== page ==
Les Green

Goodale Drive

Named after a dairy farmer who lived in the area.

 

Hazel Bay

Named for the tree.

 

Henderson Drive

Several possibilities exist for the basis of this name. One is that it commemorates former mayor and minister of First Presbyterian Church, Rev. H. L. Henderson. Another is that it is named for Peter Henderson, one of the city founders. Yet another possibility is that it is named after William Henderson, who founded J & W Henderson Hardware Store on Main Street.

Collier, pages 30, 60 305

Home Street

Named after the Mobile “Home” Park Estates, located in the area.

Brian Barrett

Howie Avenue

Named after Matthew Howie, a pioneer in the Jackson district of rural Portage la Prairie.

Collier, page 348; Brian Barrett

Ireland Crescent

Named after former mayor Horace A. Ireland, who served from 1938 to 1943.

Collier, page 305

Jack Cavers Place

Named for John A. “Jack” Cavers, Mayor of Portage la Prairie from 1944 to 1945. Prior to that, he served as a city alderman from 1939 to 1943.

Collier, page 305

Keith Street

Named after Keith Bowes, owner of a trailer park located east of the city.

Les Green

Kelly Street

Named after a local boy who died from unknown causes. The boy’s father worked for the contractor at the time, and dedicated the street’s name to his late son.

Les Green

King Avenue

Named in honour of the British Royal Family.

 

LaVerendrye Crescent

Named after 17th century explorer, cartographer, and fur trader Pierre Gaultier de Varennes, Sieur de la Verendrye. He constructed several forts in the area of what is now Portage la Prairie, most notably Fort de la Reine. The fort was either dismantled or abandoned at some point, and a second one was constructed in 1739. In a certain way, la Verendrye could be considered the founder of Portage la Prairie. Because of this contribution to the city, a school is now named after him.

Collier, page 26

Lincoln Avenue (Peony Farm)

Possibly named after US President Abraham Lincoln.

Brian Barrett

Lorne Avenue

Named for the Marquis of Lorne (also known as the Duke of Argyle and John George Edward Henry Douglas Sutherland Campbell). He served as Canada’s Governor General from 1878 to 1883. The royal couple visited Manitoba in 1881 and were also the basis for the names of Winnipeg streets Argyle, Louise, Lorne, and Princess, and the Louise Bridge. Originally known as First Avenue, Arthur Avenue, and Assiniboine Avenue.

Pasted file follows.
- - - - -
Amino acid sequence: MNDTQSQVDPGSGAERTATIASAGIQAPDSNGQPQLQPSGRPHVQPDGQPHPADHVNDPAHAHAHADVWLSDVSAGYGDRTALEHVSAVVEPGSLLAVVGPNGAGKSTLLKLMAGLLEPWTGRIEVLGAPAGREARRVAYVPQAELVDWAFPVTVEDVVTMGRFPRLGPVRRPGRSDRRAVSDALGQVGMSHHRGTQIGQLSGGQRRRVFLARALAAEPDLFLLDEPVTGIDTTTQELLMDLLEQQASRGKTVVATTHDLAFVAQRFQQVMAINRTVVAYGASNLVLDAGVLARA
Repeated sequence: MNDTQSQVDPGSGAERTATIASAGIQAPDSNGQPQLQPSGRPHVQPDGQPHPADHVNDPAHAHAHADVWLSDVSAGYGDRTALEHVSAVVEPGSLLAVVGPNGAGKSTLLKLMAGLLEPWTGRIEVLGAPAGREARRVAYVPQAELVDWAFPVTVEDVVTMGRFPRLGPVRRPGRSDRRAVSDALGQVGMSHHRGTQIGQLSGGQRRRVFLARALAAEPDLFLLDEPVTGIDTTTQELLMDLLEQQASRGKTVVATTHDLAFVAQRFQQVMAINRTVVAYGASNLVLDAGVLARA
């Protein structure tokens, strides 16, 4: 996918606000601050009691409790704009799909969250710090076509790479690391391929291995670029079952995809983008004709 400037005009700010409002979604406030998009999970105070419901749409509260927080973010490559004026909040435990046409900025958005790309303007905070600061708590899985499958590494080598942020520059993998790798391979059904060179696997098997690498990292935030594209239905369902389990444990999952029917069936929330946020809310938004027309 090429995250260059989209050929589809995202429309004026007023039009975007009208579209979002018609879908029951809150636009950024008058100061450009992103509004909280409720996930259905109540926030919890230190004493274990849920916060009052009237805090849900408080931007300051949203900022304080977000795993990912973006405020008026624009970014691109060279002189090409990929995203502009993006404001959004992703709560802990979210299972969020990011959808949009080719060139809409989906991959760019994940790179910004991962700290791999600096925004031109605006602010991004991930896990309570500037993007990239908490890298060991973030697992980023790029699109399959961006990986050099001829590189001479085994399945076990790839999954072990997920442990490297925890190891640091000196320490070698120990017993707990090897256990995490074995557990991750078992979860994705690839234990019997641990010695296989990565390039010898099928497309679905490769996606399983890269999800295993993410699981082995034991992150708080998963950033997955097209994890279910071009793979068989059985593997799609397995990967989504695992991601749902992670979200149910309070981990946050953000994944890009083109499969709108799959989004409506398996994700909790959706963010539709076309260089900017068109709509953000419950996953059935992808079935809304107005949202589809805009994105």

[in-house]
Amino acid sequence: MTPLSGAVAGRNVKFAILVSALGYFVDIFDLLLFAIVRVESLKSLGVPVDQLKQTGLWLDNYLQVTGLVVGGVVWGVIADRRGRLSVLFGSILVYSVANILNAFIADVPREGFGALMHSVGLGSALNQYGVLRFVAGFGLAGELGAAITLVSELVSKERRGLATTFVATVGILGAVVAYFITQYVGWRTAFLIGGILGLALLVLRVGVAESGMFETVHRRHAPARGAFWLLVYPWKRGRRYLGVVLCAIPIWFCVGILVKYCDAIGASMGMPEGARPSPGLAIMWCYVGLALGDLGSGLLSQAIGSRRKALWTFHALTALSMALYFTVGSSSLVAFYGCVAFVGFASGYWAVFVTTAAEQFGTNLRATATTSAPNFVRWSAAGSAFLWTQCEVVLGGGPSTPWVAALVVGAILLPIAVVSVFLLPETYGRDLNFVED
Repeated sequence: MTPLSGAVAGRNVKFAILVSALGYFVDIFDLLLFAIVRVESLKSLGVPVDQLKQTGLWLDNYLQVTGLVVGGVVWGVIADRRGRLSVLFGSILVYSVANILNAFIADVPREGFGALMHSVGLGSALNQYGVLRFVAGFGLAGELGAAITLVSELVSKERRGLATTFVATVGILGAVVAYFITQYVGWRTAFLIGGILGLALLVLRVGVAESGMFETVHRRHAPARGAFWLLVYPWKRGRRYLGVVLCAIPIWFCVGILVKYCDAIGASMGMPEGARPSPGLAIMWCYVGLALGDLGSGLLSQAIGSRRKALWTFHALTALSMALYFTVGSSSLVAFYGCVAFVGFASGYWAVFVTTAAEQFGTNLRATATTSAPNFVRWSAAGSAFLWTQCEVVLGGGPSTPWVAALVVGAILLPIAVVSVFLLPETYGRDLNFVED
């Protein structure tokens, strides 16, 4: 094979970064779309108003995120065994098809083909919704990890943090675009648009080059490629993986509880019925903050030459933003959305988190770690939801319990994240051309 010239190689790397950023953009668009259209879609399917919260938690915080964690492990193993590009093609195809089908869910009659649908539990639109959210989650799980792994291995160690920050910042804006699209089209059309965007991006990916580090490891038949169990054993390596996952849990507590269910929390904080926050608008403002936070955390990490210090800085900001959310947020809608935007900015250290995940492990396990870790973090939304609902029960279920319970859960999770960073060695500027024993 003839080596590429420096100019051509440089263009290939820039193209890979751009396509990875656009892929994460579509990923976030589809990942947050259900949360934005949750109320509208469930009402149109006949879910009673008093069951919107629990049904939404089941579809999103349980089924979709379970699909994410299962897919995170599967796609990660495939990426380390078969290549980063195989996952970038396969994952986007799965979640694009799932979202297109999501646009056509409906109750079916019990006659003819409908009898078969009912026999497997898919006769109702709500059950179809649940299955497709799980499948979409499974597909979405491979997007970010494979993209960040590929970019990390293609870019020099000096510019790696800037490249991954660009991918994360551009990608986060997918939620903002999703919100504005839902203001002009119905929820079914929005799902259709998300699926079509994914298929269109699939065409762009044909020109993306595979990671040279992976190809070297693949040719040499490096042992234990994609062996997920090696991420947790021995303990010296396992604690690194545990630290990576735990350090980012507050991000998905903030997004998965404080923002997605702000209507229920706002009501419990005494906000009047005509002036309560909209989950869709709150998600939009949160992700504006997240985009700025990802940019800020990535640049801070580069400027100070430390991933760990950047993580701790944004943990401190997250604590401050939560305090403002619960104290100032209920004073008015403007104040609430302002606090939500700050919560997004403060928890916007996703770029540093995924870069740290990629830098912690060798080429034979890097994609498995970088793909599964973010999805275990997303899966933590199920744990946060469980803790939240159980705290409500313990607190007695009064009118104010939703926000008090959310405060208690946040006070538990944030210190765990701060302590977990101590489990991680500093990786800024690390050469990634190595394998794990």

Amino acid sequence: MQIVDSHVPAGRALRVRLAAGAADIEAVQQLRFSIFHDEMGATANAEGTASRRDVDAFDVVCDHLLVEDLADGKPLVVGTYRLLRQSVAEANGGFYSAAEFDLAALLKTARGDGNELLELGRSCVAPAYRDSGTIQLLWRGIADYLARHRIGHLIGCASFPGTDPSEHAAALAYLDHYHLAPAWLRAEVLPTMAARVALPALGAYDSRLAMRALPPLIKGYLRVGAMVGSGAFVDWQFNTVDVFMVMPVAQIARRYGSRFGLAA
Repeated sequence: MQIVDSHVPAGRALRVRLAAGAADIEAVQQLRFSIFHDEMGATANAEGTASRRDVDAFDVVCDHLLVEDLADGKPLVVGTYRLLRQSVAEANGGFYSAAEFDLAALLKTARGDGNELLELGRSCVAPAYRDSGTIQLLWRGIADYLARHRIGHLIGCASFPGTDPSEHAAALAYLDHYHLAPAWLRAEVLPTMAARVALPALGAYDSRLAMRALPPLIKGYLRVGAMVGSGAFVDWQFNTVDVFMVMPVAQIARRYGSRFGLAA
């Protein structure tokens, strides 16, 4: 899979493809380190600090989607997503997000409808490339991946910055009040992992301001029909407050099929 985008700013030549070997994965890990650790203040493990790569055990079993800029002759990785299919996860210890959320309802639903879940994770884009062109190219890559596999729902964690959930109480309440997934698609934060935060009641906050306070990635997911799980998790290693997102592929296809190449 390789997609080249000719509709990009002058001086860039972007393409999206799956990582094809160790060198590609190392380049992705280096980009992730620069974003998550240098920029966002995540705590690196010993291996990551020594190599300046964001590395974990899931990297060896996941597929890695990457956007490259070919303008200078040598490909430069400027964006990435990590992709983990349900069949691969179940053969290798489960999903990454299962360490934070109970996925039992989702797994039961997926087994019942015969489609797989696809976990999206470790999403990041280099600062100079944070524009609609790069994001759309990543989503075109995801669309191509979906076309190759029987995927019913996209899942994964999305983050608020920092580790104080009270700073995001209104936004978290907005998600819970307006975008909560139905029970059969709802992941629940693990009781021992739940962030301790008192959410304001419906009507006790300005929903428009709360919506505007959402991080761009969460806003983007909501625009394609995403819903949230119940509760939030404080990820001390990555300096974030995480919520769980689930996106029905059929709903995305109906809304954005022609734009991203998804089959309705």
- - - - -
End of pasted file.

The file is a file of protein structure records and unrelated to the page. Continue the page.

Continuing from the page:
Macdonald Street

Quite possibly named after Sir John A. Macdonald, first Prime minister of Canada.

 

Maplewood Crescent

Named for the tree. A contemporary generic name.

 

Massey Crescent

Named after the Massey Company, which manufactured farm equipment. It later merged with A. Harris, Son and Company.

 

McCain Avenue

Named after McCain Foods, Inc., which owns a potato processing plant on the street.

 

McKay Street

Possibly named after J. D. McKay, owner of the Hudson’s Bay Company store at the “Old Fort” located in what is now Portage la Prairie. McKay was, at one point, attacked and bound up by members of the Red River Resistance, who later looted his store. However, the Resistance members were only interested in taking provisions, and they later untied him.

Collier, page 24

Meighen Avenue

Named after Arthur Meighen, Prime Minister of Canada from 1920 to 1921, and for a few months in 1926. Meighen lived in Portage la Prairie between 1902 and 1908, where he studied law. A middle school in Portage is named after him.

Collier, page 243

Melville Avenue

Apparently named for Herman Melville, best known as the author of Moby Dick.

 

Midland Street

Given this name as the centre of the North End area.

 

Oak Bay

Named for the tree.

 

Old Bridge Road

Named for a bridge that was once located next to the street.

 

Oxford Drive

Possibly named after the city of Oxford, UK.

 

Park Drive

Named for its close proximity to a park.

 

Pelechaty Street

Named after John “Jack” Pelechaty, a butcher in Portage la Prairie.

 

Peony Bay (Peony Farm)

Formerly the location of a peony farm owned by the Wilson family. In addition to peonies, the Wilsons also grew gladiolas. The flowers were shipped to Winnipeg and other cities by rail.

 

Peters Street (Peony Farm)

Named after a landowner in the area.

 

Phillips Street

Named after Phillips Cable, a business formerly located on the street.

 

Phoebe Street

Named after Phoebe Christianson, the wife of Conrad Christianson, one of the founders of Koko Platz Development Ltd. The area that Christianson and his brothers developed is now called Koko Platz, a name of unknown origin.

 

Pine Crescent

Named for the tree.

 

Poplar Bay

Named for the tree.

 

Portage Avenue

Named for the city, which in turn is taken from a French word that refers to carrying one’s canoe over long distances.